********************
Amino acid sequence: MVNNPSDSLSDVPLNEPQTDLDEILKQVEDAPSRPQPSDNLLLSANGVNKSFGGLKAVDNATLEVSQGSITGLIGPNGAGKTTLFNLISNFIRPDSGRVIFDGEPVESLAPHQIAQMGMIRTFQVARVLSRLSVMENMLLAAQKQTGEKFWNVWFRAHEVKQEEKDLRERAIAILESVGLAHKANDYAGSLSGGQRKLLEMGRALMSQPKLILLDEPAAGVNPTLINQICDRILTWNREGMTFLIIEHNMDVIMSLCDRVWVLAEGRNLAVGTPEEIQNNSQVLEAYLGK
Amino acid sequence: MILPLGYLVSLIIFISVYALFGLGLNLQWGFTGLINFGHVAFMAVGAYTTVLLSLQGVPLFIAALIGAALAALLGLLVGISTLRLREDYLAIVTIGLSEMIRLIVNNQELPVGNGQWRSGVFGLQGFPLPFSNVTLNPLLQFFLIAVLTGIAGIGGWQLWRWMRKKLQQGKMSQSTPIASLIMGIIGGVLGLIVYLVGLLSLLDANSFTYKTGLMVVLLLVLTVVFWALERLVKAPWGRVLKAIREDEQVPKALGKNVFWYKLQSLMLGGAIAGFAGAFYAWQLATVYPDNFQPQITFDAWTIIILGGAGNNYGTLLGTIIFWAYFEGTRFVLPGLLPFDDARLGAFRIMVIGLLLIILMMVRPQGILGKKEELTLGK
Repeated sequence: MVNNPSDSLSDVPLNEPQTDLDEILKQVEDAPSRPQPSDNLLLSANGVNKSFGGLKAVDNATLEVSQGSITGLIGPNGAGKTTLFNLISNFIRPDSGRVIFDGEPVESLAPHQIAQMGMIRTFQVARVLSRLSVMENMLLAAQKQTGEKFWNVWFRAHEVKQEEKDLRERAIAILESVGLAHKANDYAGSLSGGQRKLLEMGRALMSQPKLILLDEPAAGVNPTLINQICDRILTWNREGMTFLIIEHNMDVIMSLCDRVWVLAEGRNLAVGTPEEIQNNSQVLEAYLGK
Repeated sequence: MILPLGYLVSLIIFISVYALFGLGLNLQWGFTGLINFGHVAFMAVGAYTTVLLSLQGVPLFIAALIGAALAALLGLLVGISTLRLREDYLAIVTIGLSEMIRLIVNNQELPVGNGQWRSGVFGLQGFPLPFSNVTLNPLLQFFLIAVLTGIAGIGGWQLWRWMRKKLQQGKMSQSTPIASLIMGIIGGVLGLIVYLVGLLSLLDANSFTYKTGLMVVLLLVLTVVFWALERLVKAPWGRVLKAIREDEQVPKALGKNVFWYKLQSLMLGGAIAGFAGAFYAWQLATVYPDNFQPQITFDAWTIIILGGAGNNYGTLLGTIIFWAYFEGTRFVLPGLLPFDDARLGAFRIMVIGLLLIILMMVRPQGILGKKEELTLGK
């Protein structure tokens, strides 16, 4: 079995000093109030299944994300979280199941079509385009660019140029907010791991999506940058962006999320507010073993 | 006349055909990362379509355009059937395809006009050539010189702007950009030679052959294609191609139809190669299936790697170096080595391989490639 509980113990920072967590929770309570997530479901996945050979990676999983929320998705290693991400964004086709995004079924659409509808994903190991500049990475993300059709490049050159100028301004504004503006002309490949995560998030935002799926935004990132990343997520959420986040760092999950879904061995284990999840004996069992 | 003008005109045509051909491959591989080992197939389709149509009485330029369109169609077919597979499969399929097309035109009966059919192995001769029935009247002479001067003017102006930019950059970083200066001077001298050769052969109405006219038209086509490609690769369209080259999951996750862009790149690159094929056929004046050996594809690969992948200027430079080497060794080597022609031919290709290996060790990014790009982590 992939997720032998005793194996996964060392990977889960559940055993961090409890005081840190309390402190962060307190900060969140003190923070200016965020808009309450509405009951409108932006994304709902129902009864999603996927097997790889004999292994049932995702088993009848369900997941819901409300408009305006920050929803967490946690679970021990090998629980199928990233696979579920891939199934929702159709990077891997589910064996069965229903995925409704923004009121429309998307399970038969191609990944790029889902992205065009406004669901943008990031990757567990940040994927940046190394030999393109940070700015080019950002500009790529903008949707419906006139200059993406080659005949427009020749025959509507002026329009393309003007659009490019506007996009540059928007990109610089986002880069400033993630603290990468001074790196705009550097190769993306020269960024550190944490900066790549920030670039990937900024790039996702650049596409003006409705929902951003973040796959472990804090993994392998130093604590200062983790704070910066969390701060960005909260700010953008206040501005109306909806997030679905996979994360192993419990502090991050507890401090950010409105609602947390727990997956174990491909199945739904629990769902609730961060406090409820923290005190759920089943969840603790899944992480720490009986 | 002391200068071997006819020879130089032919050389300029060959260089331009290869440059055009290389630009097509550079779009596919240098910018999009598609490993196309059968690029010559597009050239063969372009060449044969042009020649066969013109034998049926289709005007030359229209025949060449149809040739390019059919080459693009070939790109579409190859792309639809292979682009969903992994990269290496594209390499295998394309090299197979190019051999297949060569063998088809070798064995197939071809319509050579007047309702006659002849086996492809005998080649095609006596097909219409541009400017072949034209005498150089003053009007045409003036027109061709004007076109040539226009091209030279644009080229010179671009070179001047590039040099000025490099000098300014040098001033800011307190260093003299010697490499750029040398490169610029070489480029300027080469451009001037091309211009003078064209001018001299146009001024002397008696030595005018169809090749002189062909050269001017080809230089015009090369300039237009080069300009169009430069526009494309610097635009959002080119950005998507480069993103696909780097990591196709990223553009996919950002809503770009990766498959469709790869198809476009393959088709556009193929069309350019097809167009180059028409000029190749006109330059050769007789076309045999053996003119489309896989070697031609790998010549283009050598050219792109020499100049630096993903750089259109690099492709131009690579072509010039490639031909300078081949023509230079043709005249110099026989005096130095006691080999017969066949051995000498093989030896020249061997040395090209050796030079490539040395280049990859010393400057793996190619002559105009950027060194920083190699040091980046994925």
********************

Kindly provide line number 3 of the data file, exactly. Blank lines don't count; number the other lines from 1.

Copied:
Repeated sequence: MVNNPSDSLSDVPLNEPQTDLDEILKQVEDAPSRPQPSDNLLLSANGVNKSFGGLKAVDNATLEVSQGSITGLIGPNGAGKTTLFNLISNFIRPDSGRVIFDGEPVESLAPHQIAQMGMIRTFQVARVLSRLSVMENMLLAAQKQTGEKFWNVWFRAHEVKQEEKDLRERAIAILESVGLAHKANDYAGSLSGGQRKLLEMGRALMSQPKLILLDEPAAGVNPTLINQICDRILTWNREGMTFLIIEHNMDVIMSLCDRVWVLAEGRNLAVGTPEEIQNNSQVLEAYLGK